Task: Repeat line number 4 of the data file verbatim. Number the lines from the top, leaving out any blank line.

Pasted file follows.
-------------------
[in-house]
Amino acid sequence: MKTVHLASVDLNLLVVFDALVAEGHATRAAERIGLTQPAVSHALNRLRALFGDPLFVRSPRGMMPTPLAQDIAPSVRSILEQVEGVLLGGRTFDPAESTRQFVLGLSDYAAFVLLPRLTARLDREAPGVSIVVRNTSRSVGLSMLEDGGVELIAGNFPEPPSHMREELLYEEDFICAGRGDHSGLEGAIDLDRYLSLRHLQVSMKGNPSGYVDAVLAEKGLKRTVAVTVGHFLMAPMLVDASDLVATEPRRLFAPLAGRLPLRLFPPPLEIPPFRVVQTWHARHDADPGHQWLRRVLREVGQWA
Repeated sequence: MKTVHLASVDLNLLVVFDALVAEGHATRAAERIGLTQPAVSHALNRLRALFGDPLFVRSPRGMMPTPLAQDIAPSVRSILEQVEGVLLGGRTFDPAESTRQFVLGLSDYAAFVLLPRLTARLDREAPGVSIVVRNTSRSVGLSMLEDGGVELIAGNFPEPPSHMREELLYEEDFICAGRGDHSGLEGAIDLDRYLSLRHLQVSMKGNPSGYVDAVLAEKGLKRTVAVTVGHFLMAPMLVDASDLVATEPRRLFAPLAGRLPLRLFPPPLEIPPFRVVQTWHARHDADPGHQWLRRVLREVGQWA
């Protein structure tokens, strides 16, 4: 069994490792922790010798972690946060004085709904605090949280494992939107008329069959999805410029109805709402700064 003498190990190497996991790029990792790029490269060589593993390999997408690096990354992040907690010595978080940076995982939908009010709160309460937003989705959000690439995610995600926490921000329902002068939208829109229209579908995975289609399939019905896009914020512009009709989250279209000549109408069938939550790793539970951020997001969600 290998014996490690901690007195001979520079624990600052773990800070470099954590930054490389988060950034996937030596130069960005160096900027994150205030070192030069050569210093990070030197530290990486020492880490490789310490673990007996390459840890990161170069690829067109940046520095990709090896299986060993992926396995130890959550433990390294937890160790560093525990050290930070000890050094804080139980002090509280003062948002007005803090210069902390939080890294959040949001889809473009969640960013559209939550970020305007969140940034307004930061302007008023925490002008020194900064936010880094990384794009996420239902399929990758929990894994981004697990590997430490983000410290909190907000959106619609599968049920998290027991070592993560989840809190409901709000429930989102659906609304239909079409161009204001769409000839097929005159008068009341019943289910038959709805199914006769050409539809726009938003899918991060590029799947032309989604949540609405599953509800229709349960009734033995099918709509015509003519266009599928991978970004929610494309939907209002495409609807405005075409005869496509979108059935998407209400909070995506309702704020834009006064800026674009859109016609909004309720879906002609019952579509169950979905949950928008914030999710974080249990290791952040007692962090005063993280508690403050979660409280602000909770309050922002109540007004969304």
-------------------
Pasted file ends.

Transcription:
């Protein structure tokens, strides 16, 4: 069994490792922790010798972690946060004085709904605090949280494992939107008329069959999805410029109805709402700064 003498190990190497996991790029990792790029490269060589593993390999997408690096990354992040907690010595978080940076995982939908009010709160309460937003989705959000690439995610995600926490921000329902002068939208829109229209579908995975289609399939019905896009914020512009009709989250279209000549109408069938939550790793539970951020997001969600 290998014996490690901690007195001979520079624990600052773990800070470099954590930054490389988060950034996937030596130069960005160096900027994150205030070192030069050569210093990070030197530290990486020492880490490789310490673990007996390459840890990161170069690829067109940046520095990709090896299986060993992926396995130890959550433990390294937890160790560093525990050290930070000890050094804080139980002090509280003062948002007005803090210069902390939080890294959040949001889809473009969640960013559209939550970020305007969140940034307004930061302007008023925490002008020194900064936010880094990384794009996420239902399929990758929990894994981004697990590997430490983000410290909190907000959106619609599968049920998290027991070592993560989840809190409901709000429930989102659906609304239909079409161009204001769409000839097929005159008068009341019943289910038959709805199914006769050409539809726009938003899918991060590029799947032309989604949540609405599953509800229709349960009734033995099918709509015509003519266009599928991978970004929610494309939907209002495409609807405005075409005869496509979108059935998407209400909070995506309702704020834009006064800026674009859109016609909004309720879906002609019952579509169950979905949950928008914030999710974080249990290791952040007692962090005063993280508690403050979660409280602000909770309050922002109540007004969304």